The flanking sequence may be the sequence of the same species of organism as the glucose-responsive mRNA instability element or a different species.

The nucleotide sequence encoding the human glucose-responsive mRNA instability element, with flanking sequences:

ACAACGTAGCCTATCCCAAGTCTATGTCCAAGGAAGCTGTGGCCATCTGCAAAG GGCTGATGACCAAACACCCAGGCAAACGTCTGGGTTGTGGACCTGAAGGTGAAC GTGATATCAAAGAGCATGCATTTTTCCGGTATATTGATTGGGAGAAACTTGAACG CAAAGAGATTCAGCCCCCTTATAAGCCAAAAGCTTGTGGGCGAAATGCTGAAAA CTTCGACCGATTTTTCACCCGCCATCCACCAGTCCTAACACCTCCTGACCAGGAA GTCATCAGGAATATTGACCAATCAGAATTCGAAGGATTTTCCTTTGTTAACTCTG AATTTTTAAAACCCGAAGTCAAGAGCTAAGTAGATGTGTAGATCTCCGTCCTTCA TTTCTGTCATTCAAGCTCAACGGCTATTGTGAGAGACAAGAGAGACACCTCCAAC TTCGACAAAGAGTTCACCAGACAGCCTGTGGAACTGACCCCCACTGATAAACTC TTCATCATGAACTTGGACCAAAATGAATTTGCTGGCTTCTCTTATACTAACCCAG AGTTTGTCATTAATGTG (SEQ ID NO:20; the underlined portion is the 38 base pairs encoding glucose-regulated instability element itself)

The nucleotide sequence encoding the rat glucose-responsive mRNA instability element, with flanking sequences:

TTCCGGTATATCGACTGGGAGAAACTCGAACGCAAGGAGATTCAGCCACCTTAT AAACCAAAAGCTTGTGGGCGAAACGCTGAAAACTTCGACCGGTTTTTCACCCGC CATCCACCAGTCCTAACACCTCCGACCAGGAAGTCATCAGGAATATTGACCAAT CAGAATTCGAAGGATTTTCCTTTGTTAACTCTGAATTTTTAAAACCCGAAGTCAA GAGCTAAGTAGATCTGTAGACCTCCGTCCTTCATTTCTGTCATTCAAGCTCAACA GCTATCATGAGAGACAAGCGAGACACCTCCAACTTCGACAAAAGTTCACCAGGC AGCCTGTGGAACTGACTCCCACTGACAAACTCTGTCGACTAGAATGCCCTGAATT CTGCAGATATCCATCACACTGCG (SEQ ID NO: 15; the underlined portion is the 38 base pairs encoding glucose-regulated instability element itself)

The nucleotide sequence encoding the mouse/rabbit/bovine glucose-responsive mRNA instability element, with rat flanking sequences:

TTCCGGTATATCGACTGGGAGAAACTCGAACGCAAGGAGATTCAGCCACCTTAT AAACCAAAAGCTTGTGGGCGAAACGCTGAAAACTTCGACCGGTTTTTCACCCGC CATCCACCAGTCCTAACACCTCCGACCAGGAAGTCATCAGGAATATTGACCAAT CAGAATTCGAAGGATTTTCCTTTGTTAACTCTGAATTTTTAAAACCTGAAGTCAA GAGCTAAGTAGATCTGTAGACCTCCGTCCTTCATTTCTGTCATTCAAGCTCAACA GCTATCATGAGAGACAAGCGAGACACCTCCAACTTCGACAAAAGTTCACCAGGC AGCCTGTGGAACTGACTCCCACTGACAAACTCTGTCGACTAGAATGCCCTGAATT CTGCAGATATCCATCACACTGCG (SEQ ID NO:16; the underlined portion is the 38 base pairs encoding glucose-regulated instability element itself)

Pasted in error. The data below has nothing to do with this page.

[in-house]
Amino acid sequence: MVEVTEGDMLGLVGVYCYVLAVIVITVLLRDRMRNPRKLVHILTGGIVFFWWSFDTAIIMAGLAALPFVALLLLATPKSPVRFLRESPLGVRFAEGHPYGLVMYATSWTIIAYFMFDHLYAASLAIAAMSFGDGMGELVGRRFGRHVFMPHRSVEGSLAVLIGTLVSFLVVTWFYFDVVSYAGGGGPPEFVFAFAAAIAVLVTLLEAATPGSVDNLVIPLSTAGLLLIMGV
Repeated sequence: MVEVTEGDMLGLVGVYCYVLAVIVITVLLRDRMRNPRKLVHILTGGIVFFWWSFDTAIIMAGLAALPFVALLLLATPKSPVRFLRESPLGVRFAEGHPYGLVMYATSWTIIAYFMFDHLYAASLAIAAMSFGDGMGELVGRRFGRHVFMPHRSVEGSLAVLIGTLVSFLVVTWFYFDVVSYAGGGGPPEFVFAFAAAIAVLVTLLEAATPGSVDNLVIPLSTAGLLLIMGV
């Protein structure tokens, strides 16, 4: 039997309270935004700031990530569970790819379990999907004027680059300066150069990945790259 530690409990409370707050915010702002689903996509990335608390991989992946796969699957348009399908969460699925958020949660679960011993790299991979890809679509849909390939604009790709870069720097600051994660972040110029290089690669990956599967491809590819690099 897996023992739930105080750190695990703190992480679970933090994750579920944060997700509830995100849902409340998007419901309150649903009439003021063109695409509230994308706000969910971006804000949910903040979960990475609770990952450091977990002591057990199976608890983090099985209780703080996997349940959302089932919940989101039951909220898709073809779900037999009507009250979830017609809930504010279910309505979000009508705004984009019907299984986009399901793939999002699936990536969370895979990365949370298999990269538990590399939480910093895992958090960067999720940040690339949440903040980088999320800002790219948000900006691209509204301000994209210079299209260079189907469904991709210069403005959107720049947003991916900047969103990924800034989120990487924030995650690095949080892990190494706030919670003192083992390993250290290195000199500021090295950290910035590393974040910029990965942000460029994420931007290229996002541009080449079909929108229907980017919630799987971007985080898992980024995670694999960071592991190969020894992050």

In another aspect, the method for detecting intracellular glucose is used to identify an agent or treatment that modulates glucose uptake in a cell (such as a mammalian cell), the method comprising contacting a host cell with a candidate agent, wherein the host cell comprises a vector comprising a first polynucleotide encoding a glucose-responsive mRNA instability element (such as the PKCβII mRNA instability element) and a second polynucleotide (also referred to herein as a reporter gene) encoding a reporter polypeptide (such as green fluorescent protein (GFP)); and determining whether expression of the reporter gene is modulated, wherein a decrease in reporter gene expression indicates that the concentration of intracellular glucose has increased, and wherein an increase in reporter gene expression indicates that the concentration of intracellular glucose has decreased. The method can include determining whether the candidate agent or treatment increases or decreases glucose uptake in the cell. Thus, the method can optionally include an additional step of comparing glucose uptake by the cell in the presence of the candidate agent or treatment, with glucose uptake by a cell in the absence of the candidate agent or treatment.

The contacting step in the assays (methods) of the invention can involve combining or mixing the test agent and the cell in suitable receptacle, such as a reaction vessel, microvessel, tube, microtube, well, or other solid support. Host cells and/or candidate agents may be arrayed on a solid support, such as a multi-well plate. “Arraying” refers to the act of organizing or arranging members of a library, or other collection, into a logical or physical array. Thus, an “array” refers to a physical or logical arrangement of, e.g., library members (candidate agent libraries). A physical array can be any “spatial format” or physically gridded format” in which physical manifestations of corresponding library members are arranged in an ordered manner, lending itself to combinatorial screening. For example, samples corresponding to individual or pooled members of a candidate agent library can be arranged in a series of numbered rows and columns, e.g., on a multiwell plate. Similarly, host cells can be plated or otherwise deposited in microtitered, e.g., 96-well, 384-well, or- 1536 well, plates (or trays). Optionally, host cells may be immobilized on the solid support.

A “solid support” (also referred to herein as a “solid substrate”) has a fixed organizational support matrix that preferably functions as an organization matrix, such as a microtiter tray. Solid support materials include, but are not limited to, glass, polacryloylmorpholide, silica, controlled pore glass (CPG), polystyrene, polystyrene/latex, polyethylene, polyamide, carboxyl modified teflon, nylon and nitrocellulose and metals and alloys such as gold, platinum and palladium. The solid support can be biological, non-biological, organic, inorganic, or a combination of any of these, existing as particles, strands, precipitates, gels, sheets, tubing, spheres, containers, capillaries, pads, slices, films, plates, slides, etc., depending upon the particular application. Other suitable solid substrate materials will be readily apparent to those of skill in the art. The surface of the solid substrate may contain reactive groups, such as carboxyl, amino, hydroxyl, thiol, or the like for the attachment of nucleic acids, proteins, etc. Surfaces on the solid substrate will sometimes, though not always, be composed of the same material as the substrate. Thus, the surface can be composed of any of a wide variety of materials, for example, polymers, plastics, resins, polysaccharides, silica or silica-based materials, carbon, metals, inorganic glasses, membranes, or any of the above-listed substrate materials.